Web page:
It’s no secret that I’m no fan of employment testing (see my post, Testing, Testing, 1,2,3), so when I heard a news item on NPR’s on my drive home about how employers are asking for SAT scores as part of the hiring process, I nearly slammed into a tree. What idiot believes that how you did on a college entrance exam four or more years ago has anything to do with how good an employee you will be?
I’m guessing they are the same people who did well on their SATs.
Like many high school students today, I took the SAT. I strolled into a classroom at a neighboring high school early one Saturday morning (way to early, if you ask me. If you are going to test high school students, it should be done after they usually wake up, maybe two or three in the afternoon), and with my sharpened number 2 pencils, spent three hours answering a series of mind-numbing questions. In those dark ages, before modern-day inventions like the smart phone and the light bulb, I don’t recall anyone studying for months beforehand or paying thousands of dollars to take a prep course, or even losing any sleep over the SAT. It was just another test in a series of tests just like it we had been taking since the first grade.
I did pretty well, too, if I recall. But if you want to know my score as a part of your employment application, you’re out of luck. I don’t remember it. And I wouldn’t want to work for you, anyway.
Companies such a CVent, Goldman Sachs and Boston Consulting Group all request SATs, and not just for entry-level applicants. Some ask it of middle-aged, seasoned candidates. Some organizations even have set minimum scores, but even for those who use it as one factor in the decision-making process, the question is, why use it at all?
The SAT is not designed to determine whether or not you will perform well in the workplace. At first, it wasn’t even used as a part of your college entrance application. Instead, it was used as coaching tool once you started.
It is designed to determine how well you will do in your first year of college. Nothing more, nothing less. A recent study showed that it doesn’t even do that well. And the same reasons it doesn’t work for college admissions is the same reasons it doesn’t work for employers:
1) It is primarily an indicator of how well someone takes a standardized test. It doesn’t tell you whether someone will be reliable, honest, hard-working, a team player – all those things that most employers value.
2) It is arguably slewed toward students from wealthy families, since they have the means to pay thousands of dollars for test prep courses to help improve their scores.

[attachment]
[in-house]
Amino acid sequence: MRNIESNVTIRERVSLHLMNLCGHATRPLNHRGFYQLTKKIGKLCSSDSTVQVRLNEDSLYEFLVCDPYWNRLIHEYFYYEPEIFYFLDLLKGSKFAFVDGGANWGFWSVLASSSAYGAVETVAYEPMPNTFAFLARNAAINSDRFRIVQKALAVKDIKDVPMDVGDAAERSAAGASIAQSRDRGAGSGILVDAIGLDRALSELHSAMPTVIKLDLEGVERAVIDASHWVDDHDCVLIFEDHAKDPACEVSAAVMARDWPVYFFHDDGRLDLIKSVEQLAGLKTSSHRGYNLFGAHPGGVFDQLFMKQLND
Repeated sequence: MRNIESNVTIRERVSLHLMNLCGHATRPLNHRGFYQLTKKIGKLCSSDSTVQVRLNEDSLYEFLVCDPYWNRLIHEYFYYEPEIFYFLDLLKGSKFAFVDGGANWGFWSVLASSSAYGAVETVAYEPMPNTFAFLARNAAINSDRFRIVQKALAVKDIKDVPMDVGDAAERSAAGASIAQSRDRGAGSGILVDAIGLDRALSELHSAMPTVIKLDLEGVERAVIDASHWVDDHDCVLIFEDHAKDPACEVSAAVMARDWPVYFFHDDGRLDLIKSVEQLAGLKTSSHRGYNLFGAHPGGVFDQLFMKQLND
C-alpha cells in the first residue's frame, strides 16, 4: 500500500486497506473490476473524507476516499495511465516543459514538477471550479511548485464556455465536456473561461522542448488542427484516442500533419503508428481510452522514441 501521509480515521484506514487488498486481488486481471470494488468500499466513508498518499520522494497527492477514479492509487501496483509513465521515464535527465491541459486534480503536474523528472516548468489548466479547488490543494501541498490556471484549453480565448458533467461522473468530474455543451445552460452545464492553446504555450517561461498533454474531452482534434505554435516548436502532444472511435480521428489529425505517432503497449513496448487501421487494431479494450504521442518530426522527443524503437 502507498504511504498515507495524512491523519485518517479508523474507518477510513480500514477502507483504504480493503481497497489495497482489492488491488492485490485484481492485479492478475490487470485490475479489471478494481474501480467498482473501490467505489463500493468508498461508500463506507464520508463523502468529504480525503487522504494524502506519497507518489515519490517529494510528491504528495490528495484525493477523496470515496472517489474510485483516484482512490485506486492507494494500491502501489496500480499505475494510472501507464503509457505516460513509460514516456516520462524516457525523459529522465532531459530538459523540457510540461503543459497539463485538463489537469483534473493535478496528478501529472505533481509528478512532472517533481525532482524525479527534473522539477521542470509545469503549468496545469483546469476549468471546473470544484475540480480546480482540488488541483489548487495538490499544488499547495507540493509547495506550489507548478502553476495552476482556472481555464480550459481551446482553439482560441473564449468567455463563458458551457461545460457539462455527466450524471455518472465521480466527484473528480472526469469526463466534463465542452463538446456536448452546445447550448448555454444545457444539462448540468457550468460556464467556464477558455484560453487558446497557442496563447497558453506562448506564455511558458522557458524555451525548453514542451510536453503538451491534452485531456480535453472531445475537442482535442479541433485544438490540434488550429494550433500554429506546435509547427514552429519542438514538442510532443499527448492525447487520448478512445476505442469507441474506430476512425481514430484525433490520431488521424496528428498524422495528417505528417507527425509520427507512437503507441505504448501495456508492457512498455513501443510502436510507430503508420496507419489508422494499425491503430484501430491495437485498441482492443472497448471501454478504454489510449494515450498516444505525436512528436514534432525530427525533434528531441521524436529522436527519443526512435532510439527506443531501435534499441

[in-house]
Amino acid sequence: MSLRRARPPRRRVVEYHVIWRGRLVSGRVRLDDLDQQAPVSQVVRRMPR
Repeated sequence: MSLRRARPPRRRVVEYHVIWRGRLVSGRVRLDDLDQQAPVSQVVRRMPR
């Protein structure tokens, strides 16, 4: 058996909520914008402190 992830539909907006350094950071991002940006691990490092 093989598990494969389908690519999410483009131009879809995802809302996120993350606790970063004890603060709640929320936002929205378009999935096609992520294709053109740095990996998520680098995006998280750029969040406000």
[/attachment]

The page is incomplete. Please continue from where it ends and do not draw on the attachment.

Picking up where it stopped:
3) It is possible to cheat. Google Cheating and SAT and some people will even tell you how to do it.
So, if you are hiring someone based on a high SAT, there is a good chance they are either 1) good at taking tests 2) rich or 3) cheaters. Yeah, just the kind of diversity we want in our workforce.
Those who have studied what it takes to succeed in college have found that a high school GPA is a much better predictor of college success than any standardized test. This makes sense, since the ability to get good grades means having smarts, discipline and time management skills, all of which come in handy in academia. These same principle applies to the workplace. The best predictor of future performance is past performance.
Some of the companies who use the SAT will argue that they need some way to measure entry-level employees who have no work experience. My answer to them is that if a candidate never worked part-time in a grocery store, held an internship, volunteered at an animal shelter, or had some sort of employment, paid or not, pass on them. They work out, but you don’t want to be the one to have to break them in.
In the Wall Street Journal article, CVent’s Eric Eden stated, “Knowing it’s a standardized test is enough for us.” He’s their VP of Marketing, so I supposed that makes him an expert on identifying high performers. I’m sure he wouldn’t offer a new product or service without a lot of research behind it, so why does his company take the SAT at face value? At least Google knows better. The same article stated that their research showed no evidence of a correlation between high performing employees and the SAT.
The only thing an SAT tells you about a person is their SAT score. Useless at work, unless, of course, your job is to sit at a desk and fill in hundreds of little circles without going outside the lines.